On Thu, 25 May 2000, John Cavan wrote:
> "Eric S. Raymond" wrote:
> > James Sutherland <email@example.com>:
> > > > Even if this weren't true, we'd be trading dependencies and not adding
> > > > one. The Perl stuff in the scripts directory will go away shortly
> > > > (that is, assuming that Linus approves the CML1->CML2 change). This
> > > > would be a net gain in kernel autonomy, as Perl *can't* be compiled away.
> > >
> > > perlcc?
> > Is, I'm told, a kluge much like the freeze tool. You can compile away
> > control structure but you end up carrying around most of Perl as
> > runtime support.
> It statically links in libperl.a and behaves similar to writing a C
> program that desires to use Perl's features. The down side is that if
> you rely on Perl modules, you need to include them with the binary as
> they are not compiled in. And why would you want to compile it away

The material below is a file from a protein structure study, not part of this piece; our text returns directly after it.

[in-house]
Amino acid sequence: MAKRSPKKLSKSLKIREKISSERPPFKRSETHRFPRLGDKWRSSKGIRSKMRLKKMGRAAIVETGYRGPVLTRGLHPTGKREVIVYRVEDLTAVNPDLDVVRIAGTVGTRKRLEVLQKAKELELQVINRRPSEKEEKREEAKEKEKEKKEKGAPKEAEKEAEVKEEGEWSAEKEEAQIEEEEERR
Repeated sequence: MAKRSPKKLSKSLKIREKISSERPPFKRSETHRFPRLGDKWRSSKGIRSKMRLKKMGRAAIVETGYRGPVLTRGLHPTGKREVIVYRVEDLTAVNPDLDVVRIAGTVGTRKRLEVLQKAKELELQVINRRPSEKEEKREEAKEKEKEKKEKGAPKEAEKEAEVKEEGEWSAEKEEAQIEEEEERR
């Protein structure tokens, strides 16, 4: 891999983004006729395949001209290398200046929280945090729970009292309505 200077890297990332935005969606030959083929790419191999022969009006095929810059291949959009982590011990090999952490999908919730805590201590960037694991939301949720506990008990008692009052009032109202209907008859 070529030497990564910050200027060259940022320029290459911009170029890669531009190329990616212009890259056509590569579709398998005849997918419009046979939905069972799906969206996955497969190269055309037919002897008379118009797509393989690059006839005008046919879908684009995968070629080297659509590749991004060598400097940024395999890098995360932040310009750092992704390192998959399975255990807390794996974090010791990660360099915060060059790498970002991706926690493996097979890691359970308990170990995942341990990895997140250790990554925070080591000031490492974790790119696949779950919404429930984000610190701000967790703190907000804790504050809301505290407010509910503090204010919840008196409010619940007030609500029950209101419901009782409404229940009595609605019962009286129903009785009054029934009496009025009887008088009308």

> anyways? I can't even think of a Linux distribution that doesn't include
> it, and many require it.
> But I have to ask, what's wrong with Perl for this? It's a well known,
> fast, and flexible tool that allows rapid development and change. Seems
> quite appropriate for this sort of effort.
I agree that Perl is fine. However, someone was suggesting getting rid of
the Perl scripts, apparently on the basis that Python can be "compiled"
with freeze; I pointed out that Perl can do the same.
Basically, I don't think trying to support compiling the kernel on a PC XT
using only MASM is a good idea - if you want to develop software, you need
some software tools.
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